Sowing the Seeds of Change
Agriculture in general and rice production systems in particular are vulnerable to the impacts of climate change. Rice farming is also a major contributor to greenhouse gas emissions (nitrous oxide and methane). This has significant implications for Vietn
Agriculture in general and rice production systems in particular are vulnerable to the impacts of climate change. Rice farming is also a major contributor to greenhouse gas emissions (nitrous oxide and methane). This has significant implications for Vietnam - as one of the top five countries likely to be most affected by climate change and a nation reliant on rice production for national and household food security as well as economic development.
In this context, the most vulnerable are smallholder rice farmers. There is a substantial need for rice production systems that are less vulnerable and more resilient to the negative impacts of climate change, while emitting fewer harmful greenhouse gases and remaining profitable for farmers. The ‘Sowing the Seeds of Change’ project, which was implemented from September 2012 until December 2015 and funded by the Australian Government, supported and built the capacity of smallholder rice producers and provincial agencies to reduce greenhouse gas (GHG) emissions and improve smallholder benefits from rice production in central Vietnam.
This was done by introducing low emission production practices, utilising renewable energy generated from rice residues and promoting the value chain of green rice. The rice production system was improved by applying the System of Rice Intensification (SRI); an innovative, efficient and environmentally-sustainable production system that increases productivity of rice cultivation while reducing GHG emissions and requirements for water, seeds, synthetic fertilizers, pesticides, herbicides and labour, especially tasks performed by women.
The project aimed at women empowerment and capacity building for local stakeholders, including farmers, cooperatives, local government, agriculture sector, Women’s Union and private sector as the most important entry points to ensure sustainability of socio-economic development, agriculture livelihoods success, gender equality and community development. Through an integrated approach the project focused on four key actions:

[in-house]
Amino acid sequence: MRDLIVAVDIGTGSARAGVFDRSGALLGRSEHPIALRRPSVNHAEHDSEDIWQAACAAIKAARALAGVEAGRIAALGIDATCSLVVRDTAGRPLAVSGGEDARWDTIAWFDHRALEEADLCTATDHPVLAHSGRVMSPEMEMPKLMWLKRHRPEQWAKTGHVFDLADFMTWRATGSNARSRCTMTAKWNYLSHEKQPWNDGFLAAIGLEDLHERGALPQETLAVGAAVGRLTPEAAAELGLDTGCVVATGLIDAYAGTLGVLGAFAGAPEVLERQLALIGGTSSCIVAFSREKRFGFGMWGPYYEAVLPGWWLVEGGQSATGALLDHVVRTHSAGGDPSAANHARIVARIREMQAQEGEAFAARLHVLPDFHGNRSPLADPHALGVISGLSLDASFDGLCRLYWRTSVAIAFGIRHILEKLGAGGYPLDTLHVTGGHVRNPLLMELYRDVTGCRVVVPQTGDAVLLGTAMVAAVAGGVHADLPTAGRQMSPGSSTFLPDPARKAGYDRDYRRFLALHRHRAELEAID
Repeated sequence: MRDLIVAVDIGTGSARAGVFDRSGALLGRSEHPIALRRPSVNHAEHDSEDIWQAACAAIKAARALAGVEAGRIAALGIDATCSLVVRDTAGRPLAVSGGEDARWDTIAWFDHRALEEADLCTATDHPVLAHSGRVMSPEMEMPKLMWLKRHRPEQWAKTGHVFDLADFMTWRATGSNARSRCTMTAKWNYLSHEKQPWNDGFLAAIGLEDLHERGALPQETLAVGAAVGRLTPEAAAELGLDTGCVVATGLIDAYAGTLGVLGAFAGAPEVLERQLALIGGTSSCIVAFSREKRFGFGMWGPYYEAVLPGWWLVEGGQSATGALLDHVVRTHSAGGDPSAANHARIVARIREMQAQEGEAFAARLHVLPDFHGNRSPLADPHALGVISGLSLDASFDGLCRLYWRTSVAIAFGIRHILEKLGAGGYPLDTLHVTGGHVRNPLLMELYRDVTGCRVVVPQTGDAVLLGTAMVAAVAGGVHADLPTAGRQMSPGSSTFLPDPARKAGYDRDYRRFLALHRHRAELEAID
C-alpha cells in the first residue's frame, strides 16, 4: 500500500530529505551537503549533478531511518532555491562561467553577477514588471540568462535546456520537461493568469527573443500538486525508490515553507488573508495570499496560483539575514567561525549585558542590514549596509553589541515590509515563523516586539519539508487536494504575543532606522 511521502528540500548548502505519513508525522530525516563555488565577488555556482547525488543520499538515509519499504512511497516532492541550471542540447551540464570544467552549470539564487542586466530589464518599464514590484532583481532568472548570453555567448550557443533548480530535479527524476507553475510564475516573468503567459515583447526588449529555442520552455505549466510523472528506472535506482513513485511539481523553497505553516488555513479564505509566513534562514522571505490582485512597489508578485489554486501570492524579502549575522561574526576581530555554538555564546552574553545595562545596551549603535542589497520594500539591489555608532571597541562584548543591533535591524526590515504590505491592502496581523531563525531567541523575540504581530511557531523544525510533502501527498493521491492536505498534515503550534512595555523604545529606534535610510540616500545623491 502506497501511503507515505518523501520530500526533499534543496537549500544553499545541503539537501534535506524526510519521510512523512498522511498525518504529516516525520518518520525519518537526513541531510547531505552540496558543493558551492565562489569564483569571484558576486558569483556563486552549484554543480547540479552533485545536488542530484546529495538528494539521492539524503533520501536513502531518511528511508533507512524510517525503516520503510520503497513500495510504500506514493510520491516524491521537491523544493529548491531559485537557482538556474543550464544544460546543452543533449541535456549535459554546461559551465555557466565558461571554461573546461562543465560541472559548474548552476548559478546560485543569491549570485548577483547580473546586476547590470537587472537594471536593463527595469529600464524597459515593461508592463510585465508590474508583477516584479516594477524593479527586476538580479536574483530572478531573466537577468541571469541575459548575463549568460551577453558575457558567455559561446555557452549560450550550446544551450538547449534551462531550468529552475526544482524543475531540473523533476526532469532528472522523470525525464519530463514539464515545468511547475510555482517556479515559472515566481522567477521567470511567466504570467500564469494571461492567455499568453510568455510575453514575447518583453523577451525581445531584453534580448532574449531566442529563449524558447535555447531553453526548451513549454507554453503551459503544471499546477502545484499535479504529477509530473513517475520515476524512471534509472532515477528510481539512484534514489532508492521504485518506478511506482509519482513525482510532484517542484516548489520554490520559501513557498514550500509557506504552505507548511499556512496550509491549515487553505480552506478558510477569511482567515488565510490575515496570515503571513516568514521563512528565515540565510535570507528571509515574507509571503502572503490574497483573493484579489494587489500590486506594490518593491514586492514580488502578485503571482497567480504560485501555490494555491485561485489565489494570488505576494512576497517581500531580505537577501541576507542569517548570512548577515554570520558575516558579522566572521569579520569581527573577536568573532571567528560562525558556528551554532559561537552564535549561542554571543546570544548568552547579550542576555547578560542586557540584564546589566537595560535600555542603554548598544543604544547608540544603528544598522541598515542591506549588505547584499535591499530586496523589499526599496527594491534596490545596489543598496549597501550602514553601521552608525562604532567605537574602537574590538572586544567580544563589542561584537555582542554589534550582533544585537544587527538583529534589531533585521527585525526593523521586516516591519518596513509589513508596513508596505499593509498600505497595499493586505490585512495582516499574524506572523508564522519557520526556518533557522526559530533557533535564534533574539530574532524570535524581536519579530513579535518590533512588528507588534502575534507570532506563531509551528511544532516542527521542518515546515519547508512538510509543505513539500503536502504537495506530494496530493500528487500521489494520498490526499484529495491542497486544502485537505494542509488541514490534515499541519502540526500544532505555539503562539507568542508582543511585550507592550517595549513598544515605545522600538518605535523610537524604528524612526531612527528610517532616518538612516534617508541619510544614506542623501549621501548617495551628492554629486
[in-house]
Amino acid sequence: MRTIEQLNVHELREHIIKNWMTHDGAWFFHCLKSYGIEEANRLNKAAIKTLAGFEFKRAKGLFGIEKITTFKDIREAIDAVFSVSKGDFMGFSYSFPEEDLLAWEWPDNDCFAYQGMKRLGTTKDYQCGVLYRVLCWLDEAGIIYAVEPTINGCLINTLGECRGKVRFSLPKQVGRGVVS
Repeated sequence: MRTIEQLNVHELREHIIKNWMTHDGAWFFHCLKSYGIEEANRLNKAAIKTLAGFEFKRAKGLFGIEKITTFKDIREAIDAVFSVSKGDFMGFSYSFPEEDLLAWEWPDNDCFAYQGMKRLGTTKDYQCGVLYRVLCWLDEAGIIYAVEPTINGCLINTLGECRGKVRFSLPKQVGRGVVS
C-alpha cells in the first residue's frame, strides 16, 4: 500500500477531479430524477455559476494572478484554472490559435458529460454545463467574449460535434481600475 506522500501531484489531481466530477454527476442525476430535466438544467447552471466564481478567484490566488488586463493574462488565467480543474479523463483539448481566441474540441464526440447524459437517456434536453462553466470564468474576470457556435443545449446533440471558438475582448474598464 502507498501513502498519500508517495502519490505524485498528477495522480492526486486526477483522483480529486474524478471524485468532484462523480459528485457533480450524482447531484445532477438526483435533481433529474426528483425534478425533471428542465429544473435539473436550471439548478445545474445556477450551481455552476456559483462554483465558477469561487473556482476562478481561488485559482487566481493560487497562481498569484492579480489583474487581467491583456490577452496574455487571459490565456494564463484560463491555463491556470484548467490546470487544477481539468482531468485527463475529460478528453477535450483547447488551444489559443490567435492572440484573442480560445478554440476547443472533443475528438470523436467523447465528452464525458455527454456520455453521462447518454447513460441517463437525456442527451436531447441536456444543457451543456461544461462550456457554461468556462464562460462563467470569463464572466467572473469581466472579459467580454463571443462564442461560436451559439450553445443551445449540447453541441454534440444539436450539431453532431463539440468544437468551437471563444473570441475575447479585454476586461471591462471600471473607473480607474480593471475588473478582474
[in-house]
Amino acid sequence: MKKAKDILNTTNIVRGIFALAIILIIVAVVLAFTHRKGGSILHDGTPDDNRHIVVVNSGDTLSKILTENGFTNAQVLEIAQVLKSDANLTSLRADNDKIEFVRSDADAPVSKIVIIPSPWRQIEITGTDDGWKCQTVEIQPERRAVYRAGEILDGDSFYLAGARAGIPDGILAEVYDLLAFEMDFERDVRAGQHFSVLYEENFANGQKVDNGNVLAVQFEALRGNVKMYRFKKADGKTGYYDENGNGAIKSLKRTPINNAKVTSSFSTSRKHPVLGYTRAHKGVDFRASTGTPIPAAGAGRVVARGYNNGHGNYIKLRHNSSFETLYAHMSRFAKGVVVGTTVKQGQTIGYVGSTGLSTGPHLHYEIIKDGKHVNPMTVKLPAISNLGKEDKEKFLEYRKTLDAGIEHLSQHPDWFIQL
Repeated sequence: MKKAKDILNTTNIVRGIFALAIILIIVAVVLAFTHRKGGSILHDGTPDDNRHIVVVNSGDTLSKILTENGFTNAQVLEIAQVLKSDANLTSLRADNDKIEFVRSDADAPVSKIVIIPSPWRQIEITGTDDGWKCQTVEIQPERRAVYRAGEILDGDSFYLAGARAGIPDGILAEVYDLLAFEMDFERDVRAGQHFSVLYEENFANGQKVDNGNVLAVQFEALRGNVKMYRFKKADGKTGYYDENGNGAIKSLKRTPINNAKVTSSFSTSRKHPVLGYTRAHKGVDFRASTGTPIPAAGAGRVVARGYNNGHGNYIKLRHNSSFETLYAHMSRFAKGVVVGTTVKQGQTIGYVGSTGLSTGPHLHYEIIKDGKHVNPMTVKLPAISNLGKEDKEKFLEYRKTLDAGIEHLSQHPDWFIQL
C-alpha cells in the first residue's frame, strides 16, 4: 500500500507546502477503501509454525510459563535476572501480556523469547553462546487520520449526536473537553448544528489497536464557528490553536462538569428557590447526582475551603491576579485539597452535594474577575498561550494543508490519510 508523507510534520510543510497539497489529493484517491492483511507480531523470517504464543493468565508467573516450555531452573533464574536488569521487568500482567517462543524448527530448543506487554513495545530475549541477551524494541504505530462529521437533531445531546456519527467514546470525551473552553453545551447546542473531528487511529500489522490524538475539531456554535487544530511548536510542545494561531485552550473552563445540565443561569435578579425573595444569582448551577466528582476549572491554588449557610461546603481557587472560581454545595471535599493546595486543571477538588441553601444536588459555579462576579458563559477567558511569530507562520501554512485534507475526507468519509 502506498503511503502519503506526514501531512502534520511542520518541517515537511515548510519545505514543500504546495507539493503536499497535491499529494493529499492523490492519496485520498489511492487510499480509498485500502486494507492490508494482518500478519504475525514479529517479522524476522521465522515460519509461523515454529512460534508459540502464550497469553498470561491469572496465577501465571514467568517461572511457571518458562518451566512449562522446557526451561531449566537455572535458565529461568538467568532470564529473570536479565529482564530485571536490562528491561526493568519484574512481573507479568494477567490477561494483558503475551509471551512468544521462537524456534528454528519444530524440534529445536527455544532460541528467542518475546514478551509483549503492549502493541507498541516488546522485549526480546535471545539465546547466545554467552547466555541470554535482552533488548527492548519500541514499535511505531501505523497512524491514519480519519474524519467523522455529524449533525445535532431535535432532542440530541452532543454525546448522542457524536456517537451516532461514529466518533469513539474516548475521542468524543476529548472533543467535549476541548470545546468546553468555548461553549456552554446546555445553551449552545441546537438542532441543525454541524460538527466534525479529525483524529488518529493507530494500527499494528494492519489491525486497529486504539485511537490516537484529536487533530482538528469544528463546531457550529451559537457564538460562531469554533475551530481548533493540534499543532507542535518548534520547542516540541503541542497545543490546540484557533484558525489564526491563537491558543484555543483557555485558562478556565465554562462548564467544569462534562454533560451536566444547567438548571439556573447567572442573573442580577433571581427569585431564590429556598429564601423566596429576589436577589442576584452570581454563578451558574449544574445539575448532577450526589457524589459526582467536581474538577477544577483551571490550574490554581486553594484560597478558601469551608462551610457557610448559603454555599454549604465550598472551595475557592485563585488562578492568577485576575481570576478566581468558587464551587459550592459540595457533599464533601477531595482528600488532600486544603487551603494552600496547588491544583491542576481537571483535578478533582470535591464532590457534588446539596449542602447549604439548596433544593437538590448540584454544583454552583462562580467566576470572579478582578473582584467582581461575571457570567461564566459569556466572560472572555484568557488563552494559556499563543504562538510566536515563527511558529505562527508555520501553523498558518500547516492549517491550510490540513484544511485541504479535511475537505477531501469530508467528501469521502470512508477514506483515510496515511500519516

Promoted the application of the System of Rice Intensification - The major benefits include reduced emissions of methane and nitrous oxide; reduced demand for water; and reduced use of nitrogen-based fertilizer, and at the same time, increase resilience for rice and farmers. Utilising Renewable Energy technologies in conjunction with SRI makes the whole chain of production more sustainable.
Introduced Inclusive Business and Value Chains approaches - Profitable and sustainable entrepreneurial initiatives that contribute to poverty reduction by including lower-income communities within the value chains of companies. The project promoted and supported the design and implementation of inclusive business plans to include the rice farmers as suppliers into the value chains of companies.
Promoted a knowledge platform for documentation and sharing of lessons learnt - Knowledge, experiences and lesson learnt were compiled, documented and disseminated to ensure benefits are shared, for farmers, policy development and informed decision making at all levels.
Built capacity and raised awareness about climate change and its impact on agriculture – Building capacity and raising awareness and understanding of farmers, local authorities, extension officers and Community Based Organisations (Farmers’ and Women’s Union) to support the technology transfer and ensure the sustainability of inclusive business, value chain and gender equality activities.
The activities undertaken under the Sowing Seeds of Change project resulted in:
The application of SRI through 5 crops in 18 cooperatives of 8 districts in 2 provinces;
Plantation of approximately 4,000 ha of SRI rice with the participation of more than 9,000 farmers. Local authorities approved the plan to upscale the SRI farming technique to 10,000 ha in Quang Binh and 40,000 ha in Binh Dinh;
Reduction of input costs (including seeds, pesticides, fertilisers and labour) with 20 to 25% and CO2 emissions from 18 tons/ha for conventional fields to 14 tons/ha for SRI fields.